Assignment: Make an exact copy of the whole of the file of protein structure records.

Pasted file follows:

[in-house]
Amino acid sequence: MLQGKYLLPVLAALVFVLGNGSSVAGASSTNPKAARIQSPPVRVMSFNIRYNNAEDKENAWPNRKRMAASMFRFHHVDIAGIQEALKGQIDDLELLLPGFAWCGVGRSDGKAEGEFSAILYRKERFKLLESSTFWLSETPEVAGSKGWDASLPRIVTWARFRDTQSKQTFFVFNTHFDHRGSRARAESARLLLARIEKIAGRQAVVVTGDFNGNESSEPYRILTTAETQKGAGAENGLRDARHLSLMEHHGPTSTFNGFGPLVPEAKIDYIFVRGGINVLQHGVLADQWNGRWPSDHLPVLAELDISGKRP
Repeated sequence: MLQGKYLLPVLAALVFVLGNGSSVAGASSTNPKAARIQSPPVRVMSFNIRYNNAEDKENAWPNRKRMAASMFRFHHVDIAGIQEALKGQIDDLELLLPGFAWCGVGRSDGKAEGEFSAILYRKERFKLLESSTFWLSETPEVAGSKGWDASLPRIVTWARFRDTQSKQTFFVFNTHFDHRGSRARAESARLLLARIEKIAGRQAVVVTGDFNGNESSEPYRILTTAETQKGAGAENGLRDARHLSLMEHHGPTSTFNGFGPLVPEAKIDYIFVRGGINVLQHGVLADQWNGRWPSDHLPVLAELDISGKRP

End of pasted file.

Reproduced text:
[in-house]
Amino acid sequence: MLQGKYLLPVLAALVFVLGNGSSVAGASSTNPKAARIQSPPVRVMSFNIRYNNAEDKENAWPNRKRMAASMFRFHHVDIAGIQEALKGQIDDLELLLPGFAWCGVGRSDGKAEGEFSAILYRKERFKLLESSTFWLSETPEVAGSKGWDASLPRIVTWARFRDTQSKQTFFVFNTHFDHRGSRARAESARLLLARIEKIAGRQAVVVTGDFNGNESSEPYRILTTAETQKGAGAENGLRDARHLSLMEHHGPTSTFNGFGPLVPEAKIDYIFVRGGINVLQHGVLADQWNGRWPSDHLPVLAELDISGKRP
Repeated sequence: MLQGKYLLPVLAALVFVLGNGSSVAGASSTNPKAARIQSPPVRVMSFNIRYNNAEDKENAWPNRKRMAASMFRFHHVDIAGIQEALKGQIDDLELLLPGFAWCGVGRSDGKAEGEFSAILYRKERFKLLESSTFWLSETPEVAGSKGWDASLPRIVTWARFRDTQSKQTFFVFNTHFDHRGSRARAESARLLLARIEKIAGRQAVVVTGDFNGNESSEPYRILTTAETQKGAGAENGLRDARHLSLMEHHGPTSTFNGFGPLVPEAKIDYIFVRGGINVLQHGVLADQWNGRWPSDHLPVLAELDISGKRP